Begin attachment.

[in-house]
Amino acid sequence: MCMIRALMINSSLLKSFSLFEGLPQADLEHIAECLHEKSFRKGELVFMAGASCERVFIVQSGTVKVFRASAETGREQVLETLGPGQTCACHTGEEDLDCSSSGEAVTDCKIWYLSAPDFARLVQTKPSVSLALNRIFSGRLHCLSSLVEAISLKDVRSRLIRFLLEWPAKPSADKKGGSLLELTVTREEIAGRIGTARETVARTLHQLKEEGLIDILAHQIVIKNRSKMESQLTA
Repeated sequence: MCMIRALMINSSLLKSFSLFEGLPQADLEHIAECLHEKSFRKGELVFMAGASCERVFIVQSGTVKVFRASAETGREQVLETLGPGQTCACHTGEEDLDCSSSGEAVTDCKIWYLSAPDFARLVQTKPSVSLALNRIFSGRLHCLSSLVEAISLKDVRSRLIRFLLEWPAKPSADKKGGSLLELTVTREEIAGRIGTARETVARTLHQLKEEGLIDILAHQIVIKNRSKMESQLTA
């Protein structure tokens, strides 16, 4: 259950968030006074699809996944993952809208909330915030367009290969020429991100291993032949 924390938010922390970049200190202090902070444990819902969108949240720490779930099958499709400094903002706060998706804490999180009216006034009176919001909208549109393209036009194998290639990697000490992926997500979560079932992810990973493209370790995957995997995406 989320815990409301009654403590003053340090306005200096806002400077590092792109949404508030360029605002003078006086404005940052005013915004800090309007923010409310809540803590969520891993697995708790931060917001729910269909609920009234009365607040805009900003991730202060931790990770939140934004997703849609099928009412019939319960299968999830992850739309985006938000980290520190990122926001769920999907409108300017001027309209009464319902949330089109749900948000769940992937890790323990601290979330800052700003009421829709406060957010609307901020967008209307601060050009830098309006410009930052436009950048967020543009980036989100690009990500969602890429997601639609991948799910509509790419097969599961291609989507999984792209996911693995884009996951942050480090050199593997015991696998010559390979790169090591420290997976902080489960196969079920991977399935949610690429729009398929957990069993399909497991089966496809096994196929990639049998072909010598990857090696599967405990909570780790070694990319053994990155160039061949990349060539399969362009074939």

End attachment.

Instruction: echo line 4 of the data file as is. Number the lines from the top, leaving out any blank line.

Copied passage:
């Protein structure tokens, strides 16, 4: 259950968030006074699809996944993952809208909330915030367009290969020429991100291993032949 924390938010922390970049200190202090902070444990819902969108949240720490779930099958499709400094903002706060998706804490999180009216006034009176919001909208549109393209036009194998290639990697000490992926997500979560079932992810990973493209370790995957995997995406 989320815990409301009654403590003053340090306005200096806002400077590092792109949404508030360029605002003078006086404005940052005013915004800090309007923010409310809540803590969520891993697995708790931060917001729910269909609920009234009365607040805009900003991730202060931790990770939140934004997703849609099928009412019939319960299968999830992850739309985006938000980290520190990122926001769920999907409108300017001027309209009464319902949330089109749900948000769940992937890790323990601290979330800052700003009421829709406060957010609307901020967008209307601060050009830098309006410009930052436009950048967020543009980036989100690009990500969602890429997601639609991948799910509509790419097969599961291609989507999984792209996911693995884009996951942050480090050199593997015991696998010559390979790169090591420290997976902080489960196969079920991977399935949610690429729009398929957990069993399909497991089966496809096994196929990639049998072909010598990857090696599967405990909570780790070694990319053994990155160039061949990349060539399969362009074939």